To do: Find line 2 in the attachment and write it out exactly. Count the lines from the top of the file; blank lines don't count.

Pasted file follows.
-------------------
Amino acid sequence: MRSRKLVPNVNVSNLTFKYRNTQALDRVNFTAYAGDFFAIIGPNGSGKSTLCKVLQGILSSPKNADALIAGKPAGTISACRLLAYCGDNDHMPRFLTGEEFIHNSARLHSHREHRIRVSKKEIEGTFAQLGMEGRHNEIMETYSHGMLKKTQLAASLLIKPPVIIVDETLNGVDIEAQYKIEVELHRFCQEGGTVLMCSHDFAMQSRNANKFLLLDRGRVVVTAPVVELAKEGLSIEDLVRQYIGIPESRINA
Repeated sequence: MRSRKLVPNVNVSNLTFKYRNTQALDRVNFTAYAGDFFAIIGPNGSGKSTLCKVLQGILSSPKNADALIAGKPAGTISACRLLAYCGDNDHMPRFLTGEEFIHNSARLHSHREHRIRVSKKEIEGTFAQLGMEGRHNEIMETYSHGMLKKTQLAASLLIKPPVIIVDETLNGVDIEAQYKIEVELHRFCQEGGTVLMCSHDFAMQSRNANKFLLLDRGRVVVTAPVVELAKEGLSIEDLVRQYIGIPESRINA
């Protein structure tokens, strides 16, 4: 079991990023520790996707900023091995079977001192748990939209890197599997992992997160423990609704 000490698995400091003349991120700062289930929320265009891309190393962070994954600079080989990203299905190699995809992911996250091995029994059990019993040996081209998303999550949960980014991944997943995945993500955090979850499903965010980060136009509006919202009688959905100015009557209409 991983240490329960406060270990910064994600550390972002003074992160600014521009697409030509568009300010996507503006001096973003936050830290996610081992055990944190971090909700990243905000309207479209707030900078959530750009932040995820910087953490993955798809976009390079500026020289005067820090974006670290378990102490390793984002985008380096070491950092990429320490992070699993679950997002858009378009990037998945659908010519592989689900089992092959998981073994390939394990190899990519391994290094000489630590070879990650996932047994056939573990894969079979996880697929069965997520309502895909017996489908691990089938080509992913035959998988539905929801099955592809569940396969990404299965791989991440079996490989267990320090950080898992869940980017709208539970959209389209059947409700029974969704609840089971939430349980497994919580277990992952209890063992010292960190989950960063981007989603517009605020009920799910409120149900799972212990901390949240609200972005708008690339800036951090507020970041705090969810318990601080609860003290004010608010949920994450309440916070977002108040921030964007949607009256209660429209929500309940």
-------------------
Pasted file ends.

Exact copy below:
Repeated sequence: MRSRKLVPNVNVSNLTFKYRNTQALDRVNFTAYAGDFFAIIGPNGSGKSTLCKVLQGILSSPKNADALIAGKPAGTISACRLLAYCGDNDHMPRFLTGEEFIHNSARLHSHREHRIRVSKKEIEGTFAQLGMEGRHNEIMETYSHGMLKKTQLAASLLIKPPVIIVDETLNGVDIEAQYKIEVELHRFCQEGGTVLMCSHDFAMQSRNANKFLLLDRGRVVVTAPVVELAKEGLSIEDLVRQYIGIPESRINA